||[May. 2nd, 2010|03:16 am]
I thought this up in the tub, it was stuck in my head.|
"That's really nerdy." - Jamie
"I don't know what you're talking about, 3am is a fine time to be tie-dying things!" - ...also Jamie
How banks work
Why does a bank pay you interest? They make it back on loans.
Why doesn't a bank offer huge % and charge hue %? Because the bank of Canada has a set amount it will offer to loan/borrow at that other people and banks could always go to.
What's the deal with this thing about banks making money out of nothing? If you count the money you have as the difference between what you have and what you owe then the banks don't make money out of nothing. However, if you could money as something you can spend in order to get goods and services then it's more complex.
Take this last question from the perspective of the bank, pretend for a moment you're buying a Savings Bond for $100 1. When you buy this bond, you exchange $100 cash for a ticket that says that someone owes you $100. From your perspective, you still have $100 in assets, it's just gone step more abstract than you're used to. From the perspective of the entity you lent the money to, their balance sheet still shows zero; they have $100 in cash, but they also have -$100 because of outstanding debt that will need to be paid off at sometime.
HOWEVAH!!!!!!!! The cash can be spent (exchanged for goods or services), but what about the bond? The bond just says "The bearer is entitled to $100 at (sometime soon)", and in our simple world1 that's as good as cash. Surely the bond can be spent as well! So this means, by some clever financial innovation, that $200 in spendable capital now exists where only $100 did before. Both the bond and the cash represent the same $100, and this only holds together because everyone involved in the transaction knows that at sometime the bond will be traded in for cash and then cease to exist, leaving us with the original $100.
We didn't make wealth, we just made the wealth that already existed more liquid (able to be poured into goods or services). This isn't really a new concept. You likely have said something in the past along "I have $200 in Magic Cards" or "This My Little Pony is worth $60", which means that your collections are in a sense an abstract form of money because you could, with some difficultly, turn them into cash.
The only difference is that in the case of the bond, we created something temporary that has a more definite value (that is, its value is agreed upon more closely than bits of cardboard with art and little plastic horses) but is significantly less fun to play with on a day off. This is how abstract money works.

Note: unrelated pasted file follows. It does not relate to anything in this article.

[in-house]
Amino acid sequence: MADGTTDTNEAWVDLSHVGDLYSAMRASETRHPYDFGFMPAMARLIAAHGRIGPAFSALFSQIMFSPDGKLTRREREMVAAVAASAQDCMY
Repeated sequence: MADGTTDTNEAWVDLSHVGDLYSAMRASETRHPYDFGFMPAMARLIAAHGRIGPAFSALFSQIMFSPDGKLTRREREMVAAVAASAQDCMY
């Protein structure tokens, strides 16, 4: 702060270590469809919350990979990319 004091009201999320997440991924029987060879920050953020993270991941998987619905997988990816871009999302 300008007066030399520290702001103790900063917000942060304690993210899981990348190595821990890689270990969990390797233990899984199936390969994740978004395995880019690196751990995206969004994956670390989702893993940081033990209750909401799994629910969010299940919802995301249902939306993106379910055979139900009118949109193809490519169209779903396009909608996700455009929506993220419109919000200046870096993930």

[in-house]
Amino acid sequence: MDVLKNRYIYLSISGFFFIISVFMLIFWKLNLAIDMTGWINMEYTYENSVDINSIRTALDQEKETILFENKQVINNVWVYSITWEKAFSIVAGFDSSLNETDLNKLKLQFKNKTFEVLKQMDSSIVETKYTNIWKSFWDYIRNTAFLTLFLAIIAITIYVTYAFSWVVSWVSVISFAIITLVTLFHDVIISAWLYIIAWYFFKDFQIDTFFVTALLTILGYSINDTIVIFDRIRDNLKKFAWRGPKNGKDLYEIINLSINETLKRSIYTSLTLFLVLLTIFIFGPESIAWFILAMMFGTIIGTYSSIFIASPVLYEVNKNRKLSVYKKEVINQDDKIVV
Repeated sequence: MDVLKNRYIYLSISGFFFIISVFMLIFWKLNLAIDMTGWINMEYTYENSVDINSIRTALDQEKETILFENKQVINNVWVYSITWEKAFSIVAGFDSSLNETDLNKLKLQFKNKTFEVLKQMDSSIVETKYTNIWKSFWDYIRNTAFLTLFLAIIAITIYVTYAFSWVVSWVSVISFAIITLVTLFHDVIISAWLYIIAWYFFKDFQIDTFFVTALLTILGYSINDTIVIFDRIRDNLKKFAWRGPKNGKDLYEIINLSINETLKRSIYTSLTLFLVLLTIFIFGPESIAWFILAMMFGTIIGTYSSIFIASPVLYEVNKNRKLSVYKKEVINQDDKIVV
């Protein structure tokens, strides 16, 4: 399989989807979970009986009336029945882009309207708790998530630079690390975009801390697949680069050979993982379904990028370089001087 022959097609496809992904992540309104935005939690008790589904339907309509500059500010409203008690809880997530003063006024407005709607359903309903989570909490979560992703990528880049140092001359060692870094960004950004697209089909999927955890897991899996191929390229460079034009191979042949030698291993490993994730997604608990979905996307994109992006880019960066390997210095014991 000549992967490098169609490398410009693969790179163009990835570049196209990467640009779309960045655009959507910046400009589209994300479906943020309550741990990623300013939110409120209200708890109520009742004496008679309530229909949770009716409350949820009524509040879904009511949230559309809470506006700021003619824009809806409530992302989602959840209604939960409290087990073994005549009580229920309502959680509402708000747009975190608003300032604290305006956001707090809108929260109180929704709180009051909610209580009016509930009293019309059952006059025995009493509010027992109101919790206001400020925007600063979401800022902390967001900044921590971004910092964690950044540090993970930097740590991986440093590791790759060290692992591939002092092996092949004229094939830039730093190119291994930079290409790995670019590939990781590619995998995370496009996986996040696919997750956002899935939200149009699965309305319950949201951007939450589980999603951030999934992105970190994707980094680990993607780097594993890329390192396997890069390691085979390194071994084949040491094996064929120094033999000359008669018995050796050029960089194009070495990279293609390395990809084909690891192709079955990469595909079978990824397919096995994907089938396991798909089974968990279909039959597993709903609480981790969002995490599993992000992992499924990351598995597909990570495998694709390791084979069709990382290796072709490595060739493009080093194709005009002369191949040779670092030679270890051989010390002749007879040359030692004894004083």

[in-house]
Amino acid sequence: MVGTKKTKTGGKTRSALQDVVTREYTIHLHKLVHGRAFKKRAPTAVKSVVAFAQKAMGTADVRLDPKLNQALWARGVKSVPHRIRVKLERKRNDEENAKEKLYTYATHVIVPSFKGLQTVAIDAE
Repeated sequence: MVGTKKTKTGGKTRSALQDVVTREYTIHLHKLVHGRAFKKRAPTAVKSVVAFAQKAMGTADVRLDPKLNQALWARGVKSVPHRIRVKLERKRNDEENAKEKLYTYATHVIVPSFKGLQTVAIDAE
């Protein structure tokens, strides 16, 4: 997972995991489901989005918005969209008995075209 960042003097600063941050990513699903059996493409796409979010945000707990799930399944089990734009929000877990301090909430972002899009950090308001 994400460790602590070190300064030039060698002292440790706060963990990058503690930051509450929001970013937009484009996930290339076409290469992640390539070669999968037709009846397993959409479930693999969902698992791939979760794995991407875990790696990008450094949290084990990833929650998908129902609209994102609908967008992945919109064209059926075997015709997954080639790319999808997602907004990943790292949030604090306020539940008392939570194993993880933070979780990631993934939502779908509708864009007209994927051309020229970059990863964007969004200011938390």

This bond is one of the more straightforward types a financial derivative that exist, which where all the hubbub about fractional reserves and Illuminati start. You see, with financial derivatives, people can have more spending and saving power without a government having to print more money (which dilutes the value of the money that's already out there; remember, gold is valuable because it is rare) This cool because companies can get what they need to operate and grow more smoothly, which often involves hiring people. However, this sucks too because it means that as more financial derivatives are built then more and more spending power is loaded onto each actual real dollar.
When it got to the point where roughly $25 of spending money was loaded onto each $1 of cash (because complex derivatives can be redeemed for simpler derivatives, we can get a ratio of more than 2 to 1), a few of those derivatives couldn't be redeemed because the cash (or asset like a house) that it represented was no longer there (or worth the stated value) and people quickly became less certain how much all these derivatives were really worth. Since these derivatives were only as valuable as people agreed they were (read: were willing to buy them for), their value really did go down. This is how a market crash works.
1 For simplicity this bond is completely certain to be paid off, can be redeemed at some set time soon after like a week, and that the bond pays no interest. Adding factors like interest, risk, and discount rates would be dull and just won't fit in a single Math For Goats episode.
How to make fractals (from what to install to what to punch in)
It bothers me that through all of university I was never given the chance in class to learn how to make a fractal. Sure in a couple of classes we worked through a bit of the theory involved in them, but we never had a lesson on/ assignment for making a pretty fractal. In this episode, we're going to install all the necessary software to make fractals, as well as write the code in with a minimum of theory and have some rendered fractals that the viewer can experiment from and fiddle with to start exploring this field on their own.
Statistical Significance / Correlation
Turbo Burrito - Makes you go really fast! (500 sold)
Turbo Burrito - Food the way you want it, caffenated! (501 sold)
Statistical Insignificance: That extra 1 sold could easily be just random variation.
Practical Insignificance: A difference of 1 sale (0.2%) is nothing you can make a new adveritising campaign around.
A campaign for depicting babies as screaming and nasty in January-June, during which period pregnancy rates go down.
Correlation: Preg rates when down from the start of the campaign.
...is not Causation: ... but we have no way to say that this is BECAUSE of the campaign. As it turns out people get pregnant less in the summer when it's hot to f***.